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← AIDS denialism and scientific freedom of speech

SteveN's Avatar Jump to comment 26 by SteveN

Linda, I don't know where you are getting your information, but a lot of what you wrote is simply wrong, I'm afraid. Assuming that you are genuinely interested in the subject, I will address your points individually.

I don’t have an opinion about what causes AIDS. I have not seen the scientific documentation either way.

The scientific documentation directly or indirectly supporting the fact that HIV causes AIDS runs into the many tens of thousands of peer-reviewed papers. There really is no doubt about this. If you would like to see a scientific rebuttal of the AIDS denialists, please check out the following link: http://www.aidstruth.org/denialism/myths

Peter Duesberg questioned a hypothesis and that caused the scientific community to reappraise a hypothesis.

No. He caused a storm in the media that prompted scientists to explain why he was wrong. The evidence was already overwhelming by the end of the 1980's and continued to accumulate exponentially thereafter.

Duesberg thinks that HIV does not cause AIDS, it is just a passenger virus. I’m speculating but that would mean that there is an unknown factor involved. Something carried by the HIV virus, but I can’t be sure because I can’t ask Duesberg.

If we inject purified DNA coding for SIV (simian immunodeficiency virus) into macaques it will transfect cells and code for the production of viral particles that will then cause a full-blown infection and AIDS. This disproves the carrier hypothesis.

It is theoretically possible that HIV infection activates another unknown virus present in every human being, and that it is this virus that actually causes AIDS. The amount of this unknown virus would have to be direclty linked to the amount of HIV present (because HIV viral load correlates with disease and suppressing HIV replication prevents AIDS). If this were the case (and there is absolutely no reason to think it is) whether or not HIV would be said to 'cause' AIDS would be a matter of semantics, not science.

What’s wrong with raising questions?

Nothing at all. But the same could be said for raising questions about the validity of evolution, the germ theory of disease, heliocentrism etc etc. When the evidence is so overwhelmingly on one side, continuing to question the validity of a scientific fact as Duesberg does puts him into the ranks of a deluded crank. When others use his arguments to deny medical aid to untold thousands of people who then die a horrible, unnecessary death, there is something quite obviously wrong.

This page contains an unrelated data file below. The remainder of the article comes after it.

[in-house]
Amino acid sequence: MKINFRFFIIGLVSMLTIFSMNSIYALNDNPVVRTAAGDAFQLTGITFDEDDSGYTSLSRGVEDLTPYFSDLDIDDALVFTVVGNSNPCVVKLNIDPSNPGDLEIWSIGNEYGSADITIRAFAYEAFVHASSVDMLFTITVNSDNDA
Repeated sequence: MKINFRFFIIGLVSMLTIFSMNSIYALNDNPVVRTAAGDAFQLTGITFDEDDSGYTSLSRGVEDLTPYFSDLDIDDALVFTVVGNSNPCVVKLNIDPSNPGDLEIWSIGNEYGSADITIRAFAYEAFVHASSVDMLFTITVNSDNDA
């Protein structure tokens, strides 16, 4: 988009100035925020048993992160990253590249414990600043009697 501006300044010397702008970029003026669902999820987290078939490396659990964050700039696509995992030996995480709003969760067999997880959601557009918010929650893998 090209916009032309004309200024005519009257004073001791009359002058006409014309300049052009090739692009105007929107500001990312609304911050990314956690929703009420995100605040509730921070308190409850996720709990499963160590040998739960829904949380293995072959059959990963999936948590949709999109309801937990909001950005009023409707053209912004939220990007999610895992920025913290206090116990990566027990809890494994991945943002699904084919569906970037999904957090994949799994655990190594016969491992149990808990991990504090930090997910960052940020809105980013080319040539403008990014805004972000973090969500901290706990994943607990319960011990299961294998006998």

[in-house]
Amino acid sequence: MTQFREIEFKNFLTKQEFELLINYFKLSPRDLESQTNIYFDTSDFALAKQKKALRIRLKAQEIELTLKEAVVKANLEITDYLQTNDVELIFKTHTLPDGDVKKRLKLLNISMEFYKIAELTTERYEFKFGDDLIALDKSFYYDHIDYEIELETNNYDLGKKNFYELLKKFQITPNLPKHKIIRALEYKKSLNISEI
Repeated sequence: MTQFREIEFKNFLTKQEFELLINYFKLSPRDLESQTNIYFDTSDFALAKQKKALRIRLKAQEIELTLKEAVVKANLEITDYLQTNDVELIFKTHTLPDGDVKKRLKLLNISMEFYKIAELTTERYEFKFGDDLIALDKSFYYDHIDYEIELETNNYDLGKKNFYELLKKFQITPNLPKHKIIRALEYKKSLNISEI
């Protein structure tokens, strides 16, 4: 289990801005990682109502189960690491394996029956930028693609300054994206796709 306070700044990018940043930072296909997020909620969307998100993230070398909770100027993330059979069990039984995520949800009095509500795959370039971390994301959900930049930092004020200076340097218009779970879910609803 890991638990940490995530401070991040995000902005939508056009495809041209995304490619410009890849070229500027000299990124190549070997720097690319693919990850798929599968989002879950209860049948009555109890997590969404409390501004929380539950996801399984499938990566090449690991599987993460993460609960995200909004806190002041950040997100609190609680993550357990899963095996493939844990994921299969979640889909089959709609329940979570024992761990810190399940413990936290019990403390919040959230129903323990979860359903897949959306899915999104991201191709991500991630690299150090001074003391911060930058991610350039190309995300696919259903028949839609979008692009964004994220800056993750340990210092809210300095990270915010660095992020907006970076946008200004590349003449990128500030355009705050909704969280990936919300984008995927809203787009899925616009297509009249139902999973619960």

HIV is a virus and there is no known cure for any virus.

Well, that depends on your definition of 'cure'. Tamiflu, if given early enough can prevent flu symptoms and rid the virus from the body, possibly with the help of the immune system. Acyclovir will prevent herpesvirus replication. HAART in HIV infected patients keeps the level of viral replication below the detection limit (although nothing can yet eliminate the silent, integrated proviruses that can reemerge once HAART is stopped).

My question is why if you have a virus when it goes away you retain antibodies even when the symptoms are gone, but you can’t infect others when you are not symptomatic. HIV is a virus that causes AIDS, but you are contagious when you are not symptomatic thorough bodily fluids. That would mean this virus is like no other virus.

The immune system, of which antibodies are just a part, remains its memory of previous infections to prevent them occurring again, ideally for the entire life of the individual (hence the relative immunity of the elderly to the recent H1N1 swine flu). You most certainly can infect others with HIV when asymptomatic. That is actually the biggest problem with HIV - people can be unknowingly infected and contagious for many years before the immune system finally breaks down and AIDS symptoms start. This is true for many other viruses.

Most scientists affirm that HIV causes AIDS, but rigorous and independent assessment of other hypothesis have not occurred. There are treatments to prolong life but that’s about it.

A rigorous and independent assessment of what other hypotheses? There are none that I know of that are not glaringly false based on all the data we have. If you wish, please state what alternate hypothesis you find worthy of assessment and I'll try to explain why it would be a waste of time and resources to address it.

I think that scientists should question a lot of things. I question if chemo is the best cure for cancer. Especially since so many people are dying and there is no cure.

Scientists thrive on questioning a lot of things (that's our job) and the highest accolades are reserved for those who question the 'dogma' and turn out to be right (e.g. prions, plate tectonics etc). Chemo is for many forms of cancer the only game in town and for some forms of cancer such as childhood leukaemia the cure rate is actually extremely high.

Hope this all helps.

SteveN

Sun, 09 May 2010 16:16:43 UTC | #468084